Maybe even too slow to fertilize eggs successfully. There's questions about the affect of radiation on the reproductive equipment too, but the point is we just don't know the full effects yet. NASA astronauts now have to sign informed consent agreements, saying they know spaceflight could put their sperm at risk. And eggs too. Things aren't looking great for those either.

Tash and his team sent female mice on recent space shuttle flights. When the mice came back, their ovaries showed signs that their ovulation cycle had stopped.

Then, there's the Russian rats.

"In the late 70's," he says, "the Russians flew a satellite experiment where they had three female rats and two male rats, that were put into a satellite. When the satellite came back to Earth, they examined the females for any evidence of pregnancy and there was none. So either the females and the males didn't mate. Or they mated but maybe the females weren't producing eggs."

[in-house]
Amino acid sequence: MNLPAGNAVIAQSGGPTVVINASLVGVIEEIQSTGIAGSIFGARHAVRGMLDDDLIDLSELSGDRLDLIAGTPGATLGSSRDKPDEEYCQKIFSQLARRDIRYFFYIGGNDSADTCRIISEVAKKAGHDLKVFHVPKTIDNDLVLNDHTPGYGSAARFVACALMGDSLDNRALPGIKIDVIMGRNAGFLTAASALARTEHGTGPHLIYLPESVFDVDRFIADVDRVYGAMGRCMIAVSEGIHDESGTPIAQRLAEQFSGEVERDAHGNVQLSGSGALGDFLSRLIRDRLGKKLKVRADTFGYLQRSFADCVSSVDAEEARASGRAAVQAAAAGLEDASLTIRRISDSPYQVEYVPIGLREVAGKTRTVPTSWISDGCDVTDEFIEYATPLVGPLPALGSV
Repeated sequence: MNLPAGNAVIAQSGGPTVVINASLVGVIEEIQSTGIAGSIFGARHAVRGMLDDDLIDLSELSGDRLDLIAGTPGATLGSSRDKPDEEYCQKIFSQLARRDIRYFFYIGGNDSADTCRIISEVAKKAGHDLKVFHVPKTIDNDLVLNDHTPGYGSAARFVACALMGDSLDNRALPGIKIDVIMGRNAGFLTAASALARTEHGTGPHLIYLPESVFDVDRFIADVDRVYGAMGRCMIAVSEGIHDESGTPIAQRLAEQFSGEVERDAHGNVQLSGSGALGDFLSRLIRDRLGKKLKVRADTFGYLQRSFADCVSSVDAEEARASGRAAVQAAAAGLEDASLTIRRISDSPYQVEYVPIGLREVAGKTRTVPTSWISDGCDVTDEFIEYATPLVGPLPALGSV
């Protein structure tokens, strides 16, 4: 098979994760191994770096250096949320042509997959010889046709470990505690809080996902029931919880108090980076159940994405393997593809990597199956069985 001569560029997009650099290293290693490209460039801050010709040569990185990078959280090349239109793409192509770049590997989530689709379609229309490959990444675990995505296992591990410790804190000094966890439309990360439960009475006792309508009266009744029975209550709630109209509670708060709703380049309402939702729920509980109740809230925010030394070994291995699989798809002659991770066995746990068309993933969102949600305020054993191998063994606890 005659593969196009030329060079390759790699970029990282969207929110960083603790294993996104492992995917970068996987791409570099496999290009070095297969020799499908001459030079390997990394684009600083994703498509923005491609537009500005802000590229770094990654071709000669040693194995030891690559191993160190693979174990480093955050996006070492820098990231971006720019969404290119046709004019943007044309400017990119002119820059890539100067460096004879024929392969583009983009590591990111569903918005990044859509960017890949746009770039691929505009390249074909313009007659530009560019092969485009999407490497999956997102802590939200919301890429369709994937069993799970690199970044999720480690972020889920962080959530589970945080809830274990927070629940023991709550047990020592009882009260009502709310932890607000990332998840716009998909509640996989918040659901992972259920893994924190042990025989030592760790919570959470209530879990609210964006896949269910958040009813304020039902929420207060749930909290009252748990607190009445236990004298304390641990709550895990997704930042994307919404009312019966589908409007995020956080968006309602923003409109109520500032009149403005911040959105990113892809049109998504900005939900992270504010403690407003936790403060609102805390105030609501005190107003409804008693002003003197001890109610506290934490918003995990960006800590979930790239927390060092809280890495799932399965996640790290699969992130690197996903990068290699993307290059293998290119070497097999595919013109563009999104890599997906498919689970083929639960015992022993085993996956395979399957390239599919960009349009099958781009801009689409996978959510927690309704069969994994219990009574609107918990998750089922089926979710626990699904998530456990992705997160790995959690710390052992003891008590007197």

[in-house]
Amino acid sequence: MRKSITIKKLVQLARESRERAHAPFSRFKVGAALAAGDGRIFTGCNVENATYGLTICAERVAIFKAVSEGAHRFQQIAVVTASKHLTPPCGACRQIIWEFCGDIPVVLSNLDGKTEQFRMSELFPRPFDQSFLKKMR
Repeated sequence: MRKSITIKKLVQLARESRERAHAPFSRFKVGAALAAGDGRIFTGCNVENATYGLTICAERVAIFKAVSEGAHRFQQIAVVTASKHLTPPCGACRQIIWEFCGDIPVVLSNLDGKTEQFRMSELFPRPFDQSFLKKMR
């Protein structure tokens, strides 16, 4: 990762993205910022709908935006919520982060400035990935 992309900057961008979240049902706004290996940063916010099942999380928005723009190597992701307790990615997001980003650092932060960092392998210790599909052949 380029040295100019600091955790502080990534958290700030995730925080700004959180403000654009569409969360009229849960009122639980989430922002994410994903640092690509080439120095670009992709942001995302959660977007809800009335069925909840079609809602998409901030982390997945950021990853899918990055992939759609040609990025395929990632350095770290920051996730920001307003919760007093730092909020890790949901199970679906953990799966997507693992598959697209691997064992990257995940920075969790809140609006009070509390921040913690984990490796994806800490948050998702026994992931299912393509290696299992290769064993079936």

Those same male rats showed they were capable of fathering babies back on Earth.

But there's something else to consider about why those rats couldn't get it together. Maybe they really couldn't get themselves together.

"Yes," says NASA research scientist and Wake Forest University obstetrics professor April Ronca, "they were commingling freely in this environment, and probably had no paw holds or physical supports."

These rats were just floating out there. Zero gravity could make intimacy pretty tricky.

"Because they may not be able to physically engage one another to perform the mating act," she adds.

If April Geitmann is the pollen woman, Joseph Tash is the sperm guy, Ronca is the general pregnancy person when it comes to space research. She says even if we can get sperm and eggs to work in space, even if sex is possible, there's so many other steps of reproduction that could go wrong.